Whatever your style, enjoying time with you baby and toddler is good for everyone. Before you know it, they’ll be slamming their bedroom door and asking for more pocket money.

This page was last reviewed in March 2019.

Further information

Our support line offers practical and emotional support with feeding your baby and general enquiries for parents, members and volunteers: 0300 330 0700.

You might find attending one of NCT's Early Days groups helpful as they give you the opportunity to explore different approaches to important parenting issues with a qualified group leader and other new parents in your area.

Make friends with other parents-to-be and new parents in your local area for support and friendship by seeing what NCT activities are happening nearby.

For more advice and ideas when it comes to all aspects of parenting, see our other articles on parenting styles, such as our one on the most popular styles and how to identify yours, through to how to understanding your child’s needs.

Akcinar B, Shaw DS. (2018) Independent contributions of early positive parenting and mother–son coercion on emerging social development. Child Psychiatry and Human Development. (49):389-395. Available from: https://www.ncbi.nlm.nih.gov/pubmed/28936803 [Accessed 12th April 2018]

Corbeil M, Trehub SE, Peretz I. (2015) Singing delays the onset of infant distress. Infancy. (21):373-391. Available from: https://onlinelibrary.wiley.com/doi/abs/10.1111/infa.12114 [Accessed 12th April 2018]

Gorman TJ. (1998) Social class and parental attitudes toward education: resistance and conformity to schooling in the family. Journal Of Contemporary Ethnography. 27(1):10-44. Available from: https://journals.sagepub.com/doi/10.1177/089124198027001002 [Accessed 12th April 2018]

Kim J, Wickrama KAS. (2014) Mothers’ working status and infant development mediational processes. Journal of Family Issues. 35(11):1473-1496. Available from: https://journals.sagepub.com/doi/abs/10.1177/0192513X13496414?journalCo… [Accessed 12th April 2018]

Kobayashi K, Yorifuji T, Yamakawa M, Oka M, Inoue S, Yoshinaga H, Doi H. (2016) Poor toddler-age sleep schedules predict school-age behavioral disorders in a longitudinal survey.

Brain Dev. 37(6):572-578. Available from: https://www.ncbi.nlm.nih.gov/pubmed/25459967?report=docsum [Accessed 12th April 2018]

Kroll ME, Carson C, Redshaw M et al. (2016) Early father involvement and subsequent child behaviour at ages 3, 5 and 7 years: prospective analysis of the UK Millennium Cohort Study. PLOS ONE 11(9): e0162339. Available from: https://www.ncbi.nlm.nih.gov/pmc/articles/PMC5031314/ [Accessed 12th April 2018]

Kühhirt M, Klein M. (2017) Early maternal employment and children’s vocabulary and inductive reasoning ability: a dynamic approach. Child Dev. 89(2):e91-e106. Available from: https://www.ncbi.nlm.nih.gov/pubmed/28383129 [Accessed 12th April 2018]

Lloyd R. (2007) Infants have 'amazing capabilities' that adults lack. LiveScience. Available from: https://www.livescience.com/4459-infants-amazing-capabilities-adults-lack.html [Accessed 12th April 2018]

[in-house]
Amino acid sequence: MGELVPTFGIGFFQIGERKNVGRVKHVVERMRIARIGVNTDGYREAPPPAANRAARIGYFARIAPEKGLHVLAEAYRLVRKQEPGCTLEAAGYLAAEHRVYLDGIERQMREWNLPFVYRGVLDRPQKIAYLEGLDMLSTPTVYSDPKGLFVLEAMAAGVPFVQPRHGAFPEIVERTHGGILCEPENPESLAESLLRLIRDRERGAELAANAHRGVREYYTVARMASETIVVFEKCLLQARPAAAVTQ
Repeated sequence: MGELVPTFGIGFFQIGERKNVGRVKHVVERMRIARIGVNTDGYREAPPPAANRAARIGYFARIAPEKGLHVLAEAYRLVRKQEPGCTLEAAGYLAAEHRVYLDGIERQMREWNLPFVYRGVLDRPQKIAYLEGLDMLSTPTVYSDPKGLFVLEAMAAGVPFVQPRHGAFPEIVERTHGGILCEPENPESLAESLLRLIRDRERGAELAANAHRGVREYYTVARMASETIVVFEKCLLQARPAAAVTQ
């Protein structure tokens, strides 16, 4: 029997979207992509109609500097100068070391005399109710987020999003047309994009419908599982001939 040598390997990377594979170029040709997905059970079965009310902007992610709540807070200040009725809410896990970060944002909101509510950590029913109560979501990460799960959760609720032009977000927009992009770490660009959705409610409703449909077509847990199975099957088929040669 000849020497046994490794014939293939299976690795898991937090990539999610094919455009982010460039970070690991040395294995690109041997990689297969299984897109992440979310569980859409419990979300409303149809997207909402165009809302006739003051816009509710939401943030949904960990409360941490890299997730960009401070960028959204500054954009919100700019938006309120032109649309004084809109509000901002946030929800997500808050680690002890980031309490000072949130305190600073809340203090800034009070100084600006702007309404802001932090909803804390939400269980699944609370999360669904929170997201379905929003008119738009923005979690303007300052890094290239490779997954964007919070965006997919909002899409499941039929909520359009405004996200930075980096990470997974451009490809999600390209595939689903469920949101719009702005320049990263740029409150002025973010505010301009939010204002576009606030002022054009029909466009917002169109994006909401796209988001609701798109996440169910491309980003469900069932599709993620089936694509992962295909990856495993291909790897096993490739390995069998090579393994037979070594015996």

Lucas-Thompson RG, Goldberg WA, Prause J. (2010) Maternal work early in the lives of children and its distal associations with achievement and behavior problems: a meta-Analysis, University of California, Irvine. Psychological Bulletin. 136(6):915-42. Available from: https://www.ncbi.nlm.nih.gov/pubmed/20919797 [Accessed 12th April 2018]

McDaniel BT, Radesky JS. (2018) Technoference: parent distraction with technology and associations with child behavior problems. Child Dev. (89):100-109. Available from: https://www.ncbi.nlm.nih.gov/pubmed/28493400 [Accessed 12th April 2018]

Mehta R, Zhu M. (2016) Creating when you have less: the impact of resource scarcity on product use creativity. Journal of Consumer Research. 42(5):767-782. Available from: [Accessed 12th April 2018]

Mindell J, Williamson A. (2017) Benefits of a bedtime routine in young children: sleep, development, and beyond. Sleep Medicine Reviews. 40:93-108. Available from: https://www.ncbi.nlm.nih.gov/pubmed/29195725 [Accessed 12th April 2018]

Pearson J. (2016) Guidance for professionals working with newborns and their families: pathways to positive parenting. Zero to Three Journal. 37(1):29-36. Available from: https://eric.ed.gov/?id=EJ1123778 [Accessed 12th April 2018]

Raff A. (2017) Promoting positive parent-infant relationships. Perspective. (34):43-50. Available from: https://www.nct.org.uk/sites/default/files/related_documents/Raff%20A%2… [Accessed 12th April 2018]

Sethna V, Perry E, Domoney J, Iles J, Psychogiou L, Rowbotham NEL, Stein A,

Murray L, Ramchandani PG. (2017) Father–child interactions at 3 months and 24 months: contributions to children's cognitive development at 24 months. Infant Mental Health Journal. 38(3):378-390. Available from: https://www.ncbi.nlm.nih.gov/pubmed/28449355 [Accessed 12th April 2018]

Savage JS, Fisher JO, Birch LL. (2007) Parental influence on eating behavior: conception to adolescence. J Law Med Ethics. 35(1):22-34. Available from: https://www.ncbi.nlm.nih.gov/pubmed/17341215 [Accessed 12th April 2018]

Utting D. (2007) Parenting and the different ways it can affect children's lives: research evidence. Joseph Rowntree Foundation. Available from: https://www.jrf.org.uk/sites/default/files/jrf/migrated/files/2132-parenting-literature-reviews.pdf [Accessed 12th April 2018]

Related articles

How to raise your child to be happy, confident and considerate

Local activities and meetups

NCT Membership
Support NCT Charity by becoming a member

Courses & workshops

Baby First Aid

Find out more

NCT Early Days course

Find out more

NCT Introducing Solid Foods online workshop

Find out more